When Letterkenny claimed the ultimate title of Ireland’s Tidiest Town in 2015 it was an achievement that could never be described as an overnight success. Not something that had come about through the efforts of a hastily convened committee in the months leading up to the adjudication process that year.
No, this was because of the dedication and commitment of a small body of people who, over many years previously, had set about transforming Letterkenny from a town that had all too consistently fallen below the standards set by the National Tidy Towns competition. There was an all too obvious reason why it had been renamed ‘LITTERKENNY’ as a cursory glance at the main thoroughfares and off streets all too clearly showed.
But that was then.
Under the original guidance of the late Jim McCormick and then onto Anne McGowan who steered the local Tidy Towns Committee into the body it is today, Letterkenny edged away from that easy won reputation of littered streets and general unkempt appearance to the hard won look of the present.
The Tidy Towns initiative is not, of course, one that has sole focus on litter – there are so many other aspects that must be taken into account including the monitoring of amenity and directional signage, enhancement of wildlife habitat and national amenities, the promotion of waste minimisation, and the upkeep of landscaping and streetscaping.. And much more besides.
The annual Cleaner Community Campaign – 2020 represents the 35h year of the initiative – is a hugely important part of the Tidy Towns drive, drawing in the involvement of households and estates, businesses and schools while April is designated National Spring Clean Month to help maintain the crusade to keep Letterkenny and its environs tidy.
Hard work it was, and has been, to bring the town into close proximity of a national award after having been so far removed from such an achievement.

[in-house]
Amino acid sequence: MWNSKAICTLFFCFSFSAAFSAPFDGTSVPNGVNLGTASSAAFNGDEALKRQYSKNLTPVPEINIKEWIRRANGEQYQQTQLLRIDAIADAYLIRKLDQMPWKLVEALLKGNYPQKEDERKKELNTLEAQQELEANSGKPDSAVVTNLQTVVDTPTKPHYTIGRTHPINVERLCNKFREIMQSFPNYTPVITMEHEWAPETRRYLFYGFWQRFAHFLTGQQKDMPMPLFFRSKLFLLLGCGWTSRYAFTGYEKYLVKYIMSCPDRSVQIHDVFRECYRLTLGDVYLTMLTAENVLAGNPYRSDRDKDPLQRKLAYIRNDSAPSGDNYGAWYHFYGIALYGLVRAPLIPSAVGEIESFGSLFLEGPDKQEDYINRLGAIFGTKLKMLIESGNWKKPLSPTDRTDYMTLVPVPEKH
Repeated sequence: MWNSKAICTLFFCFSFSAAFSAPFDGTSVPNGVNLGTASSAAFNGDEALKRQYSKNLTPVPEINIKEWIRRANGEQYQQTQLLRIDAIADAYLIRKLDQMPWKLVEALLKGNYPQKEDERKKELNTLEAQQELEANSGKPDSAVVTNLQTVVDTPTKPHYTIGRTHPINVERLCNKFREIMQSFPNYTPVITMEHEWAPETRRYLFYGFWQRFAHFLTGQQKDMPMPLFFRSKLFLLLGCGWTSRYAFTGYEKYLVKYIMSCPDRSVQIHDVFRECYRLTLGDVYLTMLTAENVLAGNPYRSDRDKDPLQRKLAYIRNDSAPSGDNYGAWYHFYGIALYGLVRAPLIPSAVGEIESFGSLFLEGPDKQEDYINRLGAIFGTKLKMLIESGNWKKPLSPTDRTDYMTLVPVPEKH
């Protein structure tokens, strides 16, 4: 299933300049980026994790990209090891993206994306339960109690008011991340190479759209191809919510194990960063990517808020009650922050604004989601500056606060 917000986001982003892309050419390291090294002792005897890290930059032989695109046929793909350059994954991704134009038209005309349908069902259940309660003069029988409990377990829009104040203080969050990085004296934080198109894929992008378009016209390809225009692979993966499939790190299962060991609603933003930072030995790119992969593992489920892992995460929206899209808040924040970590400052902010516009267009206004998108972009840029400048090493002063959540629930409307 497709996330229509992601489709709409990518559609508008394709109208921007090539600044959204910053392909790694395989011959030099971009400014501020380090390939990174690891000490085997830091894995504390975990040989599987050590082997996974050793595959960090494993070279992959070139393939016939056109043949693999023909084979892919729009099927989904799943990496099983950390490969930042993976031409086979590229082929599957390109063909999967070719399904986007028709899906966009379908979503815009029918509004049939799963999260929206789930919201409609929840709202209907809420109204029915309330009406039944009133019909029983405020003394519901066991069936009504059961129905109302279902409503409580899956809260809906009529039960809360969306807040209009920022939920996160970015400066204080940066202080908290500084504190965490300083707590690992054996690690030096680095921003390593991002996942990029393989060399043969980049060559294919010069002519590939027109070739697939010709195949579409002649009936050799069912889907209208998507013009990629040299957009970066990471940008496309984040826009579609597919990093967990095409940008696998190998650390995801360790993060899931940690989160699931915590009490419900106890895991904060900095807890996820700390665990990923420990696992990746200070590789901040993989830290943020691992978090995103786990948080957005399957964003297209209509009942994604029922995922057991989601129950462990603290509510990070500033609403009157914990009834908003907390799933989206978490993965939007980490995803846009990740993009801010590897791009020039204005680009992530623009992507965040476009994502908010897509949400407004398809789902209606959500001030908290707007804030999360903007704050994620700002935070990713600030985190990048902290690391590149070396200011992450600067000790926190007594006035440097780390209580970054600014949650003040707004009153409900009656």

Letterkenny first entered the National Tidy Towns competition in 1986 and after a number of years of knocking on the door, finally began to gain the national recognition that work had earned.
In 2007 it was named as Ireland’s Tidiest Urban Centres – its first major award and one that was to be followed by even greater acknowledgements in subsequent years.
The town gained another major feather in the cap in 2008 when it was chosen to represent Ireland in the international Entente Florale competition – established to recognise municipalities and villages in Europe for excellence in horticultural displays.
In the years after Letterkenny continued to flower until 2015 brought it to the heights only the dedicated few could have foreseen – the Tidiest Town in Ireland.
The Gold Medals have continued in the ensuing years as have the relentless efforts.
Those behind the Tidy Towns Committee say the yearly competition acts as a catalyst for them to improve the sense of community in the town. An attractively presented town improves the quality of life ensuring it has a better chance to thrive – the overall environmental improvements helping to create jobs and stimulate the local economy.
The entire community can play its part in making sure this continues to be so.